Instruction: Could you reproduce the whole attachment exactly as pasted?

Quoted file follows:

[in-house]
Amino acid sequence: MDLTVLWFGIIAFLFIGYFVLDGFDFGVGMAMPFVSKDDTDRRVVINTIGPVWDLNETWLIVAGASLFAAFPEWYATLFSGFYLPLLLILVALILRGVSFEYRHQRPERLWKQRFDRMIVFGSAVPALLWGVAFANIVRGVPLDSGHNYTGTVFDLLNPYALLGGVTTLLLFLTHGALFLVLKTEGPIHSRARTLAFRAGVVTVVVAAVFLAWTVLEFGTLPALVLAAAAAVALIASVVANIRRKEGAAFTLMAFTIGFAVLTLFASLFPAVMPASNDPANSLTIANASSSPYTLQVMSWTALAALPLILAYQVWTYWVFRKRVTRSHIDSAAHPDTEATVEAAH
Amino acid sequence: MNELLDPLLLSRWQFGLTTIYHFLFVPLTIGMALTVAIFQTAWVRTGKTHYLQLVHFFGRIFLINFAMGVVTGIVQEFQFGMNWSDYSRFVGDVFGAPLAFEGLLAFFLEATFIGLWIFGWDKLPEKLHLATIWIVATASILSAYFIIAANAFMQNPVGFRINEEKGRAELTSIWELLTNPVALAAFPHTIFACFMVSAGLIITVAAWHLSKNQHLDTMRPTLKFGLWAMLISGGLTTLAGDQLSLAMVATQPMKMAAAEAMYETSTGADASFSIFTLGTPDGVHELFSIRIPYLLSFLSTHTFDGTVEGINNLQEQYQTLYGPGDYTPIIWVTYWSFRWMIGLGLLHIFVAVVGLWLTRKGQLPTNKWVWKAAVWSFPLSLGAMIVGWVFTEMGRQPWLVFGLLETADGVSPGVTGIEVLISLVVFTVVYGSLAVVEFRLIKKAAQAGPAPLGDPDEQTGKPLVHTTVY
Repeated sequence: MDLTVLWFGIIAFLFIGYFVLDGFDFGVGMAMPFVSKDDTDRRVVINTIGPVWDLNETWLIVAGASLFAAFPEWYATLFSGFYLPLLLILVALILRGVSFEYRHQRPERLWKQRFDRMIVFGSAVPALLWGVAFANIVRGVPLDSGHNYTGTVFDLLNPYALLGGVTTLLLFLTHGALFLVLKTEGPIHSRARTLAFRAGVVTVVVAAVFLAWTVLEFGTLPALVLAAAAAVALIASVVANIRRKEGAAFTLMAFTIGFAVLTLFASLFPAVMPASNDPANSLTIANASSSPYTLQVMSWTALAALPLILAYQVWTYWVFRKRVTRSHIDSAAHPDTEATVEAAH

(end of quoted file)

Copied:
[in-house]
Amino acid sequence: MDLTVLWFGIIAFLFIGYFVLDGFDFGVGMAMPFVSKDDTDRRVVINTIGPVWDLNETWLIVAGASLFAAFPEWYATLFSGFYLPLLLILVALILRGVSFEYRHQRPERLWKQRFDRMIVFGSAVPALLWGVAFANIVRGVPLDSGHNYTGTVFDLLNPYALLGGVTTLLLFLTHGALFLVLKTEGPIHSRARTLAFRAGVVTVVVAAVFLAWTVLEFGTLPALVLAAAAAVALIASVVANIRRKEGAAFTLMAFTIGFAVLTLFASLFPAVMPASNDPANSLTIANASSSPYTLQVMSWTALAALPLILAYQVWTYWVFRKRVTRSHIDSAAHPDTEATVEAAH
Amino acid sequence: MNELLDPLLLSRWQFGLTTIYHFLFVPLTIGMALTVAIFQTAWVRTGKTHYLQLVHFFGRIFLINFAMGVVTGIVQEFQFGMNWSDYSRFVGDVFGAPLAFEGLLAFFLEATFIGLWIFGWDKLPEKLHLATIWIVATASILSAYFIIAANAFMQNPVGFRINEEKGRAELTSIWELLTNPVALAAFPHTIFACFMVSAGLIITVAAWHLSKNQHLDTMRPTLKFGLWAMLISGGLTTLAGDQLSLAMVATQPMKMAAAEAMYETSTGADASFSIFTLGTPDGVHELFSIRIPYLLSFLSTHTFDGTVEGINNLQEQYQTLYGPGDYTPIIWVTYWSFRWMIGLGLLHIFVAVVGLWLTRKGQLPTNKWVWKAAVWSFPLSLGAMIVGWVFTEMGRQPWLVFGLLETADGVSPGVTGIEVLISLVVFTVVYGSLAVVEFRLIKKAAQAGPAPLGDPDEQTGKPLVHTTVY
Repeated sequence: MDLTVLWFGIIAFLFIGYFVLDGFDFGVGMAMPFVSKDDTDRRVVINTIGPVWDLNETWLIVAGASLFAAFPEWYATLFSGFYLPLLLILVALILRGVSFEYRHQRPERLWKQRFDRMIVFGSAVPALLWGVAFANIVRGVPLDSGHNYTGTVFDLLNPYALLGGVTTLLLFLTHGALFLVLKTEGPIHSRARTLAFRAGVVTVVVAAVFLAWTVLEFGTLPALVLAAAAAVALIASVVANIRRKEGAAFTLMAFTIGFAVLTLFASLFPAVMPASNDPANSLTIANASSSPYTLQVMSWTALAALPLILAYQVWTYWVFRKRVTRSHIDSAAHPDTEATVEAAH